In brief, and for our purposes, we could say that Ethno-methodology is at the service of ethno-science (what is the world made of?), and ethno-politics (how do we maintain the order within which we are now caught?), it also at the service of ethno-assessments. [or should we say that (ethno) Methodology is at the service of (ethno) Science, (ethno) Politics, and (ethno) Assessment?]

If this proves a useful direction for inquiry, it suggests that assessment is not an extra-ordinary task.  It also suggests how school assessment has drifted away from the ordinary [I am not sure that ‘drifted’ is the right work, but it will do for today].  The well known school-based QAE (Mehan 1979) model is formally equivalent to what might get known as the SARS model (Statement, Assessment, Re-statement) except that the former starts with the assessor’s question while the later starts with a seeker’s request that may then lead to an assessment (though this proposal may not have been presented as such).  In other words, the sequence starts with ignorance grounded in the here and now (“ecologically valid ignorance”?) and proceeds with statements of local knowledge that are themselves proposals for what it is that the seeker may plausibly not know (I am using the word ‘seeker’ rather than ‘learner’ since it will remain a question wether the subject whose ignorance is marked will learn anything out of the encounter).  This sequence is what I would now say my earlier statements about “productive ignorance” were about.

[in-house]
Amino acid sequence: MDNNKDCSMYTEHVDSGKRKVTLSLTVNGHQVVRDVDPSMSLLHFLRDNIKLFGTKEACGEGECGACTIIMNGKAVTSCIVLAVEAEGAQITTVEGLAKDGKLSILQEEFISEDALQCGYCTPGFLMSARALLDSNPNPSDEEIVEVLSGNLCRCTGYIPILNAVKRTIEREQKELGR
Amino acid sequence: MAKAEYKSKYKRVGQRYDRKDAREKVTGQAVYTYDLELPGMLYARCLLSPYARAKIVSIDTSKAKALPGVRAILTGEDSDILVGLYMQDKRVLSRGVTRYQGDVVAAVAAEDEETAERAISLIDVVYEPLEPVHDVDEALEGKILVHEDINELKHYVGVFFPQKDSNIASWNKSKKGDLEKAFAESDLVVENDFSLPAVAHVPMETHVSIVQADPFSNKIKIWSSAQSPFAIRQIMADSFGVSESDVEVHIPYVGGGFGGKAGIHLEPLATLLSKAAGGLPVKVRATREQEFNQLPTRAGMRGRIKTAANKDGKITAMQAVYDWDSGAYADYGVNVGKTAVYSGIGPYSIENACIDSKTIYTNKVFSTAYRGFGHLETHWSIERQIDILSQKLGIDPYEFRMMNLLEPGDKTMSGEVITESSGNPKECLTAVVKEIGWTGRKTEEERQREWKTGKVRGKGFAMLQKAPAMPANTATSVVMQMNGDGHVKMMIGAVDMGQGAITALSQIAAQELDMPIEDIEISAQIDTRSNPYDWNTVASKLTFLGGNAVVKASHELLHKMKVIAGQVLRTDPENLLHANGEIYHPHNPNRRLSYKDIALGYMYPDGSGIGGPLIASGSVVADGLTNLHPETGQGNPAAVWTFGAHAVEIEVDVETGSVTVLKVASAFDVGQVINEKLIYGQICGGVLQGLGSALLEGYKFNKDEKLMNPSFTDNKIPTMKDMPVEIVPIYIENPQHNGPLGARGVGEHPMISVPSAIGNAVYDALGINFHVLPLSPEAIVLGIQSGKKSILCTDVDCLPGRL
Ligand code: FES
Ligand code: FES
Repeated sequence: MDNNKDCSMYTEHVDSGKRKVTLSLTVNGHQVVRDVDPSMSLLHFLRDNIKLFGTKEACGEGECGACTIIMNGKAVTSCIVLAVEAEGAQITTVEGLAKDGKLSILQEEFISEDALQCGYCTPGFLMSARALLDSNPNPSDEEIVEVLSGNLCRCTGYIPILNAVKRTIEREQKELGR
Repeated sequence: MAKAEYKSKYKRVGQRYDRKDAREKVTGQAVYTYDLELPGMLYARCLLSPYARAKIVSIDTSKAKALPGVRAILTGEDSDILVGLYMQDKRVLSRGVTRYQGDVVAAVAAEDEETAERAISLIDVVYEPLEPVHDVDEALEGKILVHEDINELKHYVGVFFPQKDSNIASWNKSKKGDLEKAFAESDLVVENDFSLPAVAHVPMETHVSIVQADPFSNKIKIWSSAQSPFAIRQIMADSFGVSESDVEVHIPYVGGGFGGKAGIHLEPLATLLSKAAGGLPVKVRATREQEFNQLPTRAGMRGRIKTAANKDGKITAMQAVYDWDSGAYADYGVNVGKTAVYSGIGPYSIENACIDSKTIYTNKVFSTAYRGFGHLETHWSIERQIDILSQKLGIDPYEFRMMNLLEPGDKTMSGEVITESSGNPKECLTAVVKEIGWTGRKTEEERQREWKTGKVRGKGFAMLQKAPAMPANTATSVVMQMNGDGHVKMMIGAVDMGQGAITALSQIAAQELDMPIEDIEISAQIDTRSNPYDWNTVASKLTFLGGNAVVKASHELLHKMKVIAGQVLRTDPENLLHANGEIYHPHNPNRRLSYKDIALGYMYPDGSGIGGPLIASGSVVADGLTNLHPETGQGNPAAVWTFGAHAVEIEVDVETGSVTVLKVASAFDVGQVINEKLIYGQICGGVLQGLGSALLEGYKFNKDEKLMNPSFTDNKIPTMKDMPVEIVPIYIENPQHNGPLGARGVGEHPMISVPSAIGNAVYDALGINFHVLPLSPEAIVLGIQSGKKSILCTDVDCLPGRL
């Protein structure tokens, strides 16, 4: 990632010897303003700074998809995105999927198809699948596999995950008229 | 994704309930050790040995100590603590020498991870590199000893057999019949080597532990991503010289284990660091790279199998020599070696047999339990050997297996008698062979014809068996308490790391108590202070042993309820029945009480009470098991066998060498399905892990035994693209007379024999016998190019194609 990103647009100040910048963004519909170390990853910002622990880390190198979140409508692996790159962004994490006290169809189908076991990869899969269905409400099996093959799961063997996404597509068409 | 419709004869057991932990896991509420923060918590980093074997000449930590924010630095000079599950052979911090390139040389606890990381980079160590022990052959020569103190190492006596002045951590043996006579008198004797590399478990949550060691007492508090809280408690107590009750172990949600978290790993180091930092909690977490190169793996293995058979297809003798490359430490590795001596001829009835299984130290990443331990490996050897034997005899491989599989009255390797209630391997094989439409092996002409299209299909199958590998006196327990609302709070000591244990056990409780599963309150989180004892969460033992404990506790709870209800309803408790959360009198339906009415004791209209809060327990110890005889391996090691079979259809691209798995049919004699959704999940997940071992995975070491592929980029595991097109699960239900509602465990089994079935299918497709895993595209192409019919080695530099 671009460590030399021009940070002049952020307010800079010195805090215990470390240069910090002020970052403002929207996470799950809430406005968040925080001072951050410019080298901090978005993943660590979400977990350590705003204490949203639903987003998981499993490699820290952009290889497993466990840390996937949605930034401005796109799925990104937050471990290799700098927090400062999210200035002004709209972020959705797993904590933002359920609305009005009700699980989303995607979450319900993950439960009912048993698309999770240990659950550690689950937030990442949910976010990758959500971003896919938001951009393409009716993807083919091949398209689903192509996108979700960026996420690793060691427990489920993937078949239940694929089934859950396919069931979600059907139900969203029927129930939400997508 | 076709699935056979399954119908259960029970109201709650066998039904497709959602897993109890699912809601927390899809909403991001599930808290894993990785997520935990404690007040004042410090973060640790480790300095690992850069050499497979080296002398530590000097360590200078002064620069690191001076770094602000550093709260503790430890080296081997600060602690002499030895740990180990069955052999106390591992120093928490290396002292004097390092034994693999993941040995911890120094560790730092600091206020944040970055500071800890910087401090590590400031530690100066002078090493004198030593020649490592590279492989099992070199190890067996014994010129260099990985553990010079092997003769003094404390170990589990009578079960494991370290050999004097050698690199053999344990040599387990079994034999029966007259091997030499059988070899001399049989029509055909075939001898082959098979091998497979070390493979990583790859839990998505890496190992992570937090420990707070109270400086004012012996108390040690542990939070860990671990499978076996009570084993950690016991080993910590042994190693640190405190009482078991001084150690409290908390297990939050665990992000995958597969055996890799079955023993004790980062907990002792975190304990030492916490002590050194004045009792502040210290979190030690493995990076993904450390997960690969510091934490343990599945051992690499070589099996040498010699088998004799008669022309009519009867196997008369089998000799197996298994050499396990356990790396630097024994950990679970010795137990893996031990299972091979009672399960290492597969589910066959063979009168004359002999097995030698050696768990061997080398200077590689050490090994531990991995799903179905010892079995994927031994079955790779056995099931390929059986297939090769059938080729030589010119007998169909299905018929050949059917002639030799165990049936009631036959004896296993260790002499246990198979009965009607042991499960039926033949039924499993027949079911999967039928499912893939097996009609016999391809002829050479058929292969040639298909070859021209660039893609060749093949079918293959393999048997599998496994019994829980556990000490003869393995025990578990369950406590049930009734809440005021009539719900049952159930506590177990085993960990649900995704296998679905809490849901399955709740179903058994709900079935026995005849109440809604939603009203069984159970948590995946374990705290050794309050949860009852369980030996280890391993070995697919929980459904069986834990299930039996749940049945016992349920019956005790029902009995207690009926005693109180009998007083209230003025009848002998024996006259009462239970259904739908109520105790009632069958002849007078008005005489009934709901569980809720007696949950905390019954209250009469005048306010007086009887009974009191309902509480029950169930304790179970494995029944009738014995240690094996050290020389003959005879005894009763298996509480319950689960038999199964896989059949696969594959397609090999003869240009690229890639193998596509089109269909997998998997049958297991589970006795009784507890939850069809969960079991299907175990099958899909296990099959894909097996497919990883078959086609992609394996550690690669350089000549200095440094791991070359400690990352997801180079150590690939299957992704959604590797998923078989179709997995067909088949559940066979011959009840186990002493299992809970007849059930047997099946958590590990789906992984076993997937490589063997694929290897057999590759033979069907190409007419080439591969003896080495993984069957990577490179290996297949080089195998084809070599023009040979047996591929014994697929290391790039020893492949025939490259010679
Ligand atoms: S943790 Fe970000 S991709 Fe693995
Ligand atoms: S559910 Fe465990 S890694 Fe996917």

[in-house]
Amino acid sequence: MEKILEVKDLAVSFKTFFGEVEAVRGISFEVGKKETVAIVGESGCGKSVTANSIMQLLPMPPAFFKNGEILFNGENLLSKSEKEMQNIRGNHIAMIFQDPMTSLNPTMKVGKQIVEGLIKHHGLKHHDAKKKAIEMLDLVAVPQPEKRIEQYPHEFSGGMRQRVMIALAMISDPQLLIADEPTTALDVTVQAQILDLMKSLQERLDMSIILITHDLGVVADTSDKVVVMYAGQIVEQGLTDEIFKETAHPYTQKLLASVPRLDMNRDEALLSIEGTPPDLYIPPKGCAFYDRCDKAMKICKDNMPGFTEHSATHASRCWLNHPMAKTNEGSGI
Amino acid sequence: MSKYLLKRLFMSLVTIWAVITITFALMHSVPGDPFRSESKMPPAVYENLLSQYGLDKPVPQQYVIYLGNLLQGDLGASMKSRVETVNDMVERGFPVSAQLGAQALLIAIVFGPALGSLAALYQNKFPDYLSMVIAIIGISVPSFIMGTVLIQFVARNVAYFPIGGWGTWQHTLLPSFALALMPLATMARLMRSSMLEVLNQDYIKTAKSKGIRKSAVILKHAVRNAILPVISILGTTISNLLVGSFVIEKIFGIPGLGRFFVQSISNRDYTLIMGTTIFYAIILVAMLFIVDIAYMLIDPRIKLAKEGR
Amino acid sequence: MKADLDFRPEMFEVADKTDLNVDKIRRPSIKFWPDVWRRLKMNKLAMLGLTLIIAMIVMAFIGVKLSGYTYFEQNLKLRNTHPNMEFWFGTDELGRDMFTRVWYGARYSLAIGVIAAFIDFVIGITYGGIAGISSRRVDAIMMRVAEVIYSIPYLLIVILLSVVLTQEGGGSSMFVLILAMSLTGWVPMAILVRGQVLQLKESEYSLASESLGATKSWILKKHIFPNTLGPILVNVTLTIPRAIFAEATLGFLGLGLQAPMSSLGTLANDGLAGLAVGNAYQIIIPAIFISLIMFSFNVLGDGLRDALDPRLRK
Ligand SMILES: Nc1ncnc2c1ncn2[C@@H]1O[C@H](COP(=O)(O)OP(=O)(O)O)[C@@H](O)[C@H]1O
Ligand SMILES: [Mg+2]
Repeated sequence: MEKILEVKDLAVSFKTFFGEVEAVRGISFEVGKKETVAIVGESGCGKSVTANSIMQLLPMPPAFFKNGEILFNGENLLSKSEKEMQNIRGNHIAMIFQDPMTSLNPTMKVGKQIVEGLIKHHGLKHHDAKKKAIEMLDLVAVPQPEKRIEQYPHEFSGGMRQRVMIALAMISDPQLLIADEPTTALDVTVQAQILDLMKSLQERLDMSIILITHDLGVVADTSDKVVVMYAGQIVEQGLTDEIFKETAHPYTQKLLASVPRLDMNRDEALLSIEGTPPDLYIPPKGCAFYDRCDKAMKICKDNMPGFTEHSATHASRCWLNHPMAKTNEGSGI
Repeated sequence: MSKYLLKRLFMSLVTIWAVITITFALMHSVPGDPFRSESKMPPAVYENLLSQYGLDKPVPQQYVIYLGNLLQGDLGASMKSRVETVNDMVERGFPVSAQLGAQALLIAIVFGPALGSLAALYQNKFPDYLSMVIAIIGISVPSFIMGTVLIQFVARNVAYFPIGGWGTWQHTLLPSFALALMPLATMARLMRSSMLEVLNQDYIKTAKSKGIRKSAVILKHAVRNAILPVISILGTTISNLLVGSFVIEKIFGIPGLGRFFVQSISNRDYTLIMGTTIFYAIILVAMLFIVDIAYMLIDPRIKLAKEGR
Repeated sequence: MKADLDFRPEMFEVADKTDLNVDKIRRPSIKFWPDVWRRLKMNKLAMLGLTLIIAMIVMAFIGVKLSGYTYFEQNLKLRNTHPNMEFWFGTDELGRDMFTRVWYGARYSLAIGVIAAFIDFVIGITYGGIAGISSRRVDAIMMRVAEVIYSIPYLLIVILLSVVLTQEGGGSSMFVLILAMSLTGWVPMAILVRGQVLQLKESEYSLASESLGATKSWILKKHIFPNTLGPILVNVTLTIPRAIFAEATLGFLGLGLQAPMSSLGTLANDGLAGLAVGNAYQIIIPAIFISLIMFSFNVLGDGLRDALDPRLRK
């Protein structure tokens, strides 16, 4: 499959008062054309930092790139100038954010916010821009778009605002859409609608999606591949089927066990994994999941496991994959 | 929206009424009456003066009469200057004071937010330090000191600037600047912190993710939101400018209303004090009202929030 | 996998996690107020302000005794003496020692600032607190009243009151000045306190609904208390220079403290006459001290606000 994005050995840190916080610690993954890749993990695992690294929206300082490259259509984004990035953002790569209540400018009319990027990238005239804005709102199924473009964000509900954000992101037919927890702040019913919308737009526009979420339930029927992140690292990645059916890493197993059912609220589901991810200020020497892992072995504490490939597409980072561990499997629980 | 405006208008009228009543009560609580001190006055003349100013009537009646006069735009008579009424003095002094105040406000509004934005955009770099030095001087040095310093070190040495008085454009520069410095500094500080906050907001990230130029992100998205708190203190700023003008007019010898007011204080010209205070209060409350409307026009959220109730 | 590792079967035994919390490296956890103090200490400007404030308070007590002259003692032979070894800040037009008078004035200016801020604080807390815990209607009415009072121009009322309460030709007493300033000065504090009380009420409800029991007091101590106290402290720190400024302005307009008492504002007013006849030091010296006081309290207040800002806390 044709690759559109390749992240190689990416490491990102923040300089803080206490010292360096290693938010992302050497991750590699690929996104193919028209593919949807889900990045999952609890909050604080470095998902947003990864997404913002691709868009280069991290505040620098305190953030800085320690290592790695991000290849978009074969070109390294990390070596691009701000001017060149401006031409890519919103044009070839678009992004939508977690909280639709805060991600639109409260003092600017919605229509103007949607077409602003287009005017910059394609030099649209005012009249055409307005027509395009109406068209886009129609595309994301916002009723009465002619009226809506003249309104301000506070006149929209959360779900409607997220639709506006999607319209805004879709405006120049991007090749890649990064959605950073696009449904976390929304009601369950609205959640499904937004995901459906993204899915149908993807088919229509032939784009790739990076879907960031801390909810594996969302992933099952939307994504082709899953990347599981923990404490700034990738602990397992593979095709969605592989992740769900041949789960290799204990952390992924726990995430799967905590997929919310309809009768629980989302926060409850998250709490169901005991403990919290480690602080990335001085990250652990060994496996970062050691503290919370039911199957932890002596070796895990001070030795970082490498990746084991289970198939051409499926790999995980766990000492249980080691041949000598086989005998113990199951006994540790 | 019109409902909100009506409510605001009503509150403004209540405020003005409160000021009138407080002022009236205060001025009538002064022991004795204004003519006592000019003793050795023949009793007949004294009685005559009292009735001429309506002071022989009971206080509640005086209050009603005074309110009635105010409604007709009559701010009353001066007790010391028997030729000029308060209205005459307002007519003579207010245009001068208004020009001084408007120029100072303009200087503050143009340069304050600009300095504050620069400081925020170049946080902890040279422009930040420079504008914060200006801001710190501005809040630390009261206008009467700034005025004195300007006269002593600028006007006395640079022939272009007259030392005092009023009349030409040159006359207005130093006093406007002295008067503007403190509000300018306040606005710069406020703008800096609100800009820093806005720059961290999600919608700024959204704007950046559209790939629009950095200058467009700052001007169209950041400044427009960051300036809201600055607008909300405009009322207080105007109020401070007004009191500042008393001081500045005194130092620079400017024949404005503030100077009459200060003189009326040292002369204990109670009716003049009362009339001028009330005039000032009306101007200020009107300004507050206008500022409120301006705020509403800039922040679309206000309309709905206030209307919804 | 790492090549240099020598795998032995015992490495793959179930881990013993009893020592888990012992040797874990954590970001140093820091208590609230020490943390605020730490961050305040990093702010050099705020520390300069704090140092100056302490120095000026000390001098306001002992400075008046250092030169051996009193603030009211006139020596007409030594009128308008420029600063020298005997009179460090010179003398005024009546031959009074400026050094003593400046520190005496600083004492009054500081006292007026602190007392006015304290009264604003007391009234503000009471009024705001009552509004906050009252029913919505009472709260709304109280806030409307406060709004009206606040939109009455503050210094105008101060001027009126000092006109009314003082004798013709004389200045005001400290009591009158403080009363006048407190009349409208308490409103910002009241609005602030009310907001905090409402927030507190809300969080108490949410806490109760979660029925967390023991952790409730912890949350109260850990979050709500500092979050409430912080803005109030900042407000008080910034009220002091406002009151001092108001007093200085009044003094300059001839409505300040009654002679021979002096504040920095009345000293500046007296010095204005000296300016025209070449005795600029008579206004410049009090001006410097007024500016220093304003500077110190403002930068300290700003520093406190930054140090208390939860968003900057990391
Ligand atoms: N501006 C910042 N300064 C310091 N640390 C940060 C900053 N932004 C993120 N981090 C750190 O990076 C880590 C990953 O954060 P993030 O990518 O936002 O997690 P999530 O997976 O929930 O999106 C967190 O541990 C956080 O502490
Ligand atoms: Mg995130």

The question to designers of future tests is something like: how might you produce assessments that are triggered by acknowledgments of ignorance, whether generated by the subject (“I would like to know about X”) or by a co-participant in the polity (“you really should learn more about X”).  The challenge is to find the moment in the sequence of a life when the co-participant teachers will enter.  In everyday life it is a non-problem to the extent that co-participants or “consociates” have the built in or self-generated (legitimate) authority to assess (as siblings may have).  When social distance increases, that is when the network links between those who set what is to be assessed, what is to count as ignorance, and what should be done about include many persons in many institutions, then the problem gets acute.  It may even be unsolvable unless we find ways to reposition the official assessors within the network so they are closer to the performance in such a way that they can get a better sense, in real time, of the feedbacks that the seeker (learner) provides.